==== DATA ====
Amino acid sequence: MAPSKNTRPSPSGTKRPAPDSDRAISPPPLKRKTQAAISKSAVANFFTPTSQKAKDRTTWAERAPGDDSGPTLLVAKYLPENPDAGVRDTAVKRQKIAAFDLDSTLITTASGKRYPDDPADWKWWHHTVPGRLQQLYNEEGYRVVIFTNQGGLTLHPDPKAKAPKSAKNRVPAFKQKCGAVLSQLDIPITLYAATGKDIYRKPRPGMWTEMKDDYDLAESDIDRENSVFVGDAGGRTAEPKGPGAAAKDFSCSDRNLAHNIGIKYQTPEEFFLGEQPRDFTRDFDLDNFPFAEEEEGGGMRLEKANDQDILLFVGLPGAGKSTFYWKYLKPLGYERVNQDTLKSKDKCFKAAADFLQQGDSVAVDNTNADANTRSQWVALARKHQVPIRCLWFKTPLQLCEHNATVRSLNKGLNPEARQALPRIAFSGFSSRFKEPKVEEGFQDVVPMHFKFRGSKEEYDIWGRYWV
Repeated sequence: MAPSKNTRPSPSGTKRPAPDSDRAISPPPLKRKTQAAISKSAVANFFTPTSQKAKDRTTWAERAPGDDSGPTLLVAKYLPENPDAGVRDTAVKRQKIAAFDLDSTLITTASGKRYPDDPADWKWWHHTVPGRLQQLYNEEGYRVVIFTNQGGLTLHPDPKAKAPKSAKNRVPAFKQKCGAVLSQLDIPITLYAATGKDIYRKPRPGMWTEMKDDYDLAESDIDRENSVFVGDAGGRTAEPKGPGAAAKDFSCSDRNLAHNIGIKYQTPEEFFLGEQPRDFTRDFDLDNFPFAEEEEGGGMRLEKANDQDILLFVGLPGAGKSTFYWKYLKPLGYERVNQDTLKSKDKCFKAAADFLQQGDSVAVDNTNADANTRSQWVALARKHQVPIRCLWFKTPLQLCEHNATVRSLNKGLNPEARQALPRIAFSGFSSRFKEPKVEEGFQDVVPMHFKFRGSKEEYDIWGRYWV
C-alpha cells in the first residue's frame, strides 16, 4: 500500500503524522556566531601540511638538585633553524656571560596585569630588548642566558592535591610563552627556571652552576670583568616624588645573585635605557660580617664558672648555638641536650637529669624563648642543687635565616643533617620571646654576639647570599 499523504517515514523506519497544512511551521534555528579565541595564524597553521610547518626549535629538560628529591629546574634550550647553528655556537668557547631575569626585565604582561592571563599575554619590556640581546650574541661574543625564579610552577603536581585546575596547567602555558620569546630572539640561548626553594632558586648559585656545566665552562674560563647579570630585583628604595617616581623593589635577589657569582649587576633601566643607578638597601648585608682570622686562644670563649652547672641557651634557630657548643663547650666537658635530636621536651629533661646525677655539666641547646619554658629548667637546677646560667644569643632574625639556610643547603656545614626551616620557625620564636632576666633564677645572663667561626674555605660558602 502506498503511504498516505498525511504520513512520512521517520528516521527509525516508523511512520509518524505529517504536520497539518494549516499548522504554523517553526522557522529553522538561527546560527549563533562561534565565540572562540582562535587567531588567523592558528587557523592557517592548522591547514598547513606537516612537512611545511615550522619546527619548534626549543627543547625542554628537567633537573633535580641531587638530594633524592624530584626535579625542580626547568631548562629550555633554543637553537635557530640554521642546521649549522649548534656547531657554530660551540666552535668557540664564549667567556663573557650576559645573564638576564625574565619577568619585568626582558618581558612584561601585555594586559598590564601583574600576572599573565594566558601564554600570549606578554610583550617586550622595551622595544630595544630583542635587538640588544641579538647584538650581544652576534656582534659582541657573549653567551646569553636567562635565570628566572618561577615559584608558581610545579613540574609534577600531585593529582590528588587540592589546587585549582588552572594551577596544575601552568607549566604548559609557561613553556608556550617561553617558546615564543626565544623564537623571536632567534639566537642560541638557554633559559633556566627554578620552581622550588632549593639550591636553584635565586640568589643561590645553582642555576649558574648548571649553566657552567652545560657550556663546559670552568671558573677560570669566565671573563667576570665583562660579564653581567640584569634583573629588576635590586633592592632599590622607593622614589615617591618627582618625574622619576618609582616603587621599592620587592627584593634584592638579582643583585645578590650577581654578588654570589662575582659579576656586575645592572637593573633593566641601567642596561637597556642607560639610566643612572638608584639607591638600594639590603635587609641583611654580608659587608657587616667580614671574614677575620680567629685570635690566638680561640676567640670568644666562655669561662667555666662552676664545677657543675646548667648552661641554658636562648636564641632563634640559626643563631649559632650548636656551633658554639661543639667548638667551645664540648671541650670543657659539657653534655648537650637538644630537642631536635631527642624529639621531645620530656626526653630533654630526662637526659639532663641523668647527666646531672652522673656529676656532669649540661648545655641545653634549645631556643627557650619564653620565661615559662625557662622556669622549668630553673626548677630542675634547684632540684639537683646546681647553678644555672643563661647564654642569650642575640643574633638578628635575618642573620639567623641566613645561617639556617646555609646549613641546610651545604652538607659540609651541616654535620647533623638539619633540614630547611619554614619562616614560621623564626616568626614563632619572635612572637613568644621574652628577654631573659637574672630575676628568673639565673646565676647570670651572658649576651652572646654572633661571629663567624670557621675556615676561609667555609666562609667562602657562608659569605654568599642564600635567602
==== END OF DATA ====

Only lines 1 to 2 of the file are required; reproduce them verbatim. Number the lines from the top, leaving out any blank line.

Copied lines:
Amino acid sequence: MAPSKNTRPSPSGTKRPAPDSDRAISPPPLKRKTQAAISKSAVANFFTPTSQKAKDRTTWAERAPGDDSGPTLLVAKYLPENPDAGVRDTAVKRQKIAAFDLDSTLITTASGKRYPDDPADWKWWHHTVPGRLQQLYNEEGYRVVIFTNQGGLTLHPDPKAKAPKSAKNRVPAFKQKCGAVLSQLDIPITLYAATGKDIYRKPRPGMWTEMKDDYDLAESDIDRENSVFVGDAGGRTAEPKGPGAAAKDFSCSDRNLAHNIGIKYQTPEEFFLGEQPRDFTRDFDLDNFPFAEEEEGGGMRLEKANDQDILLFVGLPGAGKSTFYWKYLKPLGYERVNQDTLKSKDKCFKAAADFLQQGDSVAVDNTNADANTRSQWVALARKHQVPIRCLWFKTPLQLCEHNATVRSLNKGLNPEARQALPRIAFSGFSSRFKEPKVEEGFQDVVPMHFKFRGSKEEYDIWGRYWV
Repeated sequence: MAPSKNTRPSPSGTKRPAPDSDRAISPPPLKRKTQAAISKSAVANFFTPTSQKAKDRTTWAERAPGDDSGPTLLVAKYLPENPDAGVRDTAVKRQKIAAFDLDSTLITTASGKRYPDDPADWKWWHHTVPGRLQQLYNEEGYRVVIFTNQGGLTLHPDPKAKAPKSAKNRVPAFKQKCGAVLSQLDIPITLYAATGKDIYRKPRPGMWTEMKDDYDLAESDIDRENSVFVGDAGGRTAEPKGPGAAAKDFSCSDRNLAHNIGIKYQTPEEFFLGEQPRDFTRDFDLDNFPFAEEEEGGGMRLEKANDQDILLFVGLPGAGKSTFYWKYLKPLGYERVNQDTLKSKDKCFKAAADFLQQGDSVAVDNTNADANTRSQWVALARKHQVPIRCLWFKTPLQLCEHNATVRSLNKGLNPEARQALPRIAFSGFSSRFKEPKVEEGFQDVVPMHFKFRGSKEEYDIWGRYWV